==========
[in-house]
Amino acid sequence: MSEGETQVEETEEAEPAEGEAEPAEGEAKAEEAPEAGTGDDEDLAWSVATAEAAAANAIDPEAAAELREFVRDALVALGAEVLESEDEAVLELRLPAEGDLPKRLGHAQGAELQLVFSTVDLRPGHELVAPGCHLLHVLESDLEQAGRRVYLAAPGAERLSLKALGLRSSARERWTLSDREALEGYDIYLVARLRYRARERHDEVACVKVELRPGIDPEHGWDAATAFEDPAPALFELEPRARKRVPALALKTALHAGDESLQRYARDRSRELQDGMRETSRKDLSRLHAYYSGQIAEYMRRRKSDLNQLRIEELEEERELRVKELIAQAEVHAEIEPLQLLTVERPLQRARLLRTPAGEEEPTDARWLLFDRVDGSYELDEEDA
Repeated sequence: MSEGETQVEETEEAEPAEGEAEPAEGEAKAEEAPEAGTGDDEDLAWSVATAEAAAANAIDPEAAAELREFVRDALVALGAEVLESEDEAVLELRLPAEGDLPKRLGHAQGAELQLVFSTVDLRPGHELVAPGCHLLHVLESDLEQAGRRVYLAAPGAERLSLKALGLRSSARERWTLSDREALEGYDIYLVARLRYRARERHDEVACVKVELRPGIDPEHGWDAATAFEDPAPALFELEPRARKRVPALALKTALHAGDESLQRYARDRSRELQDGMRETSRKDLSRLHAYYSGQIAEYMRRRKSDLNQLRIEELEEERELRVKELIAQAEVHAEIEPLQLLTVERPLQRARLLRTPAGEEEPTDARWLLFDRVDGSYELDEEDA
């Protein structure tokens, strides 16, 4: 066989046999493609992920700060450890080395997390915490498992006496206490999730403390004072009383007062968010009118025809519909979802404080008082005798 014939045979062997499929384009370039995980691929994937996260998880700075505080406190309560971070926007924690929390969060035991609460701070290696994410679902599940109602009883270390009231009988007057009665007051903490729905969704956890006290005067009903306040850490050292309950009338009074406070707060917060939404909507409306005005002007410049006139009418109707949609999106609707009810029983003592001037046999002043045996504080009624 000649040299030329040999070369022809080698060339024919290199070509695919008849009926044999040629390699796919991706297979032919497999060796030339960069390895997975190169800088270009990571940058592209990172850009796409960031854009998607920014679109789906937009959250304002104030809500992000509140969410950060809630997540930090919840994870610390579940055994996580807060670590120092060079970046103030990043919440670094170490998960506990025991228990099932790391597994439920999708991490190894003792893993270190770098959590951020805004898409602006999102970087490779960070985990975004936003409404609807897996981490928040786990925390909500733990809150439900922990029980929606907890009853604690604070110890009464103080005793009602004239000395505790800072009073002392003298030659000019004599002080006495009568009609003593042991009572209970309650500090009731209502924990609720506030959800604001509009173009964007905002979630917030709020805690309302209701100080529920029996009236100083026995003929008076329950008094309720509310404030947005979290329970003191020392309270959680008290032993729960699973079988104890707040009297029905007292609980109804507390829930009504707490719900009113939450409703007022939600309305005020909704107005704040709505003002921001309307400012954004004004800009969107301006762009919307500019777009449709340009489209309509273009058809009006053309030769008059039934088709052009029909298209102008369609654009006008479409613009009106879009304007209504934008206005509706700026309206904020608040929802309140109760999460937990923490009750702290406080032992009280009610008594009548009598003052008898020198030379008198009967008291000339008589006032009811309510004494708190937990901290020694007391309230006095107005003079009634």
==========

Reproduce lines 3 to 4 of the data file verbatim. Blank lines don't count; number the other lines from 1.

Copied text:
Repeated sequence: MSEGETQVEETEEAEPAEGEAEPAEGEAKAEEAPEAGTGDDEDLAWSVATAEAAAANAIDPEAAAELREFVRDALVALGAEVLESEDEAVLELRLPAEGDLPKRLGHAQGAELQLVFSTVDLRPGHELVAPGCHLLHVLESDLEQAGRRVYLAAPGAERLSLKALGLRSSARERWTLSDREALEGYDIYLVARLRYRARERHDEVACVKVELRPGIDPEHGWDAATAFEDPAPALFELEPRARKRVPALALKTALHAGDESLQRYARDRSRELQDGMRETSRKDLSRLHAYYSGQIAEYMRRRKSDLNQLRIEELEEERELRVKELIAQAEVHAEIEPLQLLTVERPLQRARLLRTPAGEEEPTDARWLLFDRVDGSYELDEEDA
């Protein structure tokens, strides 16, 4: 066989046999493609992920700060450890080395997390915490498992006496206490999730403390004072009383007062968010009118025809519909979802404080008082005798 014939045979062997499929384009370039995980691929994937996260998880700075505080406190309560971070926007924690929390969060035991609460701070290696994410679902599940109602009883270390009231009988007057009665007051903490729905969704956890006290005067009903306040850490050292309950009338009074406070707060917060939404909507409306005005002007410049006139009418109707949609999106609707009810029983003592001037046999002043045996504080009624 000649040299030329040999070369022809080698060339024919290199070509695919008849009926044999040629390699796919991706297979032919497999060796030339960069390895997975190169800088270009990571940058592209990172850009796409960031854009998607920014679109789906937009959250304002104030809500992000509140969410950060809630997540930090919840994870610390579940055994996580807060670590120092060079970046103030990043919440670094170490998960506990025991228990099932790391597994439920999708991490190894003792893993270190770098959590951020805004898409602006999102970087490779960070985990975004936003409404609807897996981490928040786990925390909500733990809150439900922990029980929606907890009853604690604070110890009464103080005793009602004239000395505790800072009073002392003298030659000019004599002080006495009568009609003593042991009572209970309650500090009731209502924990609720506030959800604001509009173009964007905002979630917030709020805690309302209701100080529920029996009236100083026995003929008076329950008094309720509310404030947005979290329970003191020392309270959680008290032993729960699973079988104890707040009297029905007292609980109804507390829930009504707490719900009113939450409703007022939600309305005020909704107005704040709505003002921001309307400012954004004004800009969107301006762009919307500019777009449709340009489209309509273009058809009006053309030769008059039934088709052009029909298209102008369609654009006008479409613009009106879009304007209504934008206005509706700026309206904020608040929802309140109760999460937990923490009750702290406080032992009280009610008594009548009598003052008898020198030379008198009967008291000339008589006032009811309510004494708190937990901290020694007391309230006095107005003079009634």